“By tagging and following Monarchs we can use them as indicators of the status of our environment here in NZ,” she said. “They are large and colourful and easy to see.”

There will be a lot to learn at the conference and the event is raising considerable excitement among teachers, gardeners and conservation-minded people.

ends

© Scoop Media

 
 
 
 
 
Business Headlines | Sci-Tech Headlines

 

Houses (& Tobacco) Lead Inflation: CPI Up 0.3% In March Quarter

The consumers price index (CPI) rose 0.3 percent in the March 2014 quarter, Statistics New Zealand said today. Higher tobacco and housing prices were partly countered by seasonally cheaper international air fares, vegetables, and package holidays. More>>

ALSO:

Notoriously Reliable Predictions: Budget To Show Rise In Full-Time Income To 2018: English

This year’s Budget will forecast wage increases through to 2018 amounting to a $10,500 a year increase in average full time earnings over six years to $62,200 a year, says Finance Minister Bill English in a speech urging voters not to “put all of this at risk” by changing the government. More>>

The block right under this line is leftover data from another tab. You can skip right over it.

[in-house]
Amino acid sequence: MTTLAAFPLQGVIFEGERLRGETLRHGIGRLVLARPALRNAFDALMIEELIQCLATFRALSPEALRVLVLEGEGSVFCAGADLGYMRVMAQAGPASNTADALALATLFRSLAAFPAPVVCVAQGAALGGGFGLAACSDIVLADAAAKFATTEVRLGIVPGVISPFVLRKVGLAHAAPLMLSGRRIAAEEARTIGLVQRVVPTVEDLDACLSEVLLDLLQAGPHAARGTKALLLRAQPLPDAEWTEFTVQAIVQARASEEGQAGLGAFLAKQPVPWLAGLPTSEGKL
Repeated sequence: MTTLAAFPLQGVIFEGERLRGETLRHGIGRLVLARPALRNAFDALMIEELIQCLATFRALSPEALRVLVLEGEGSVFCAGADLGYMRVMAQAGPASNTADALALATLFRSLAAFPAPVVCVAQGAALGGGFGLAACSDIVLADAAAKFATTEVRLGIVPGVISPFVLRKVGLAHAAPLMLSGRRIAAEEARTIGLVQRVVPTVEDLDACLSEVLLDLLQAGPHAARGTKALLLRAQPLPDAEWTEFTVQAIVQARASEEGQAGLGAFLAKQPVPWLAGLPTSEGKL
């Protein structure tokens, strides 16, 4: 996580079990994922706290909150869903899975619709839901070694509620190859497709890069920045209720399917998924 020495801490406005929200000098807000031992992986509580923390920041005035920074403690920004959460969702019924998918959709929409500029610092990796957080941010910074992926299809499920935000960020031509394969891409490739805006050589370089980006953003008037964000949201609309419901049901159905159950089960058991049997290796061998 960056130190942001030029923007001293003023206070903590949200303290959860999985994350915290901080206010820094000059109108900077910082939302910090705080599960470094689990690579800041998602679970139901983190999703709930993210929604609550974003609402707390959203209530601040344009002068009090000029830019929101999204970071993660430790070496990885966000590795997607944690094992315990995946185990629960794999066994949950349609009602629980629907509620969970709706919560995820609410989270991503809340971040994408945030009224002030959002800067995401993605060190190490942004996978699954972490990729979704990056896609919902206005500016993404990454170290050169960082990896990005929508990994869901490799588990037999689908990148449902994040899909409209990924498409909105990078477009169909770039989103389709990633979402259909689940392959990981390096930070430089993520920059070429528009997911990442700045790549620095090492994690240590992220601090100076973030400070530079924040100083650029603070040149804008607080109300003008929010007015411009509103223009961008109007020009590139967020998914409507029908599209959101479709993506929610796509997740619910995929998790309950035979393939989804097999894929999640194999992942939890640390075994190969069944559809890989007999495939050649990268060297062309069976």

ALSO:

Prices Up, Volume Down: March NZ House Sales Drop 10% As Loan Curbs Bite

New Zealand house sales dropped 10 percent in March from a year earlier as the Reserve Bank’s restrictions on low-equity mortgages continue to weigh on sales of cheaper property. More>>

ALSO:

Scoop Business: Chorus To Appeal Copper Pricing Judgment

Chorus will appeal a High Court ruling upholding the Commerce Commission’s determination setting the regulated prices on the telecommunications network operator’s copper lines. More>>

ALSO:

Earlier:

Cars: Precautionary Recalls Announced For Toyota Vehicles

Toyota advises that a number of its New Zealand vehicles are affected by a series of precautionary global recalls. Toyota New Zealand General Manager Customer Services Spencer Morris stressed that the recalls are precautionary. More>>

ALSO:

'Gardening Club': Air Freight Cartel Nets Almost $12 Million In Penalties

The High Court in Auckland has today ordered Swiss company Kuehne + Nagel International AG to pay a penalty of $3.1 million plus costs for breaches of the Commerce Act. Kuehne + Nagel’s penalty brings the total penalties ordered in this case to $11.95 million ... More>>

ALSO:

Crown Accounts: Revenue Below Projections

Core Crown tax revenue has increased by $1.9 billion (or 5.0%) compared to the same time last year. However this was $1.1 billion less than expected and is reflected across most tax types, continuing the pattern of recent months. More>>

ALSO:

Efficiency: Businesses And Households To Save From New Energy Plans

Minister of Energy and Resources Simon Bridges today announced three energy efficiency initiatives to improve business productivity, save money and reduce carbon emissions. More>>

ALSO:

Get More From Scoop

 
 
Computer Power Plus
 
 
 
 
 
 
 
 
Sci-Tech
Search Scoop  
 
 
Powered by Vodafone
NZ independent news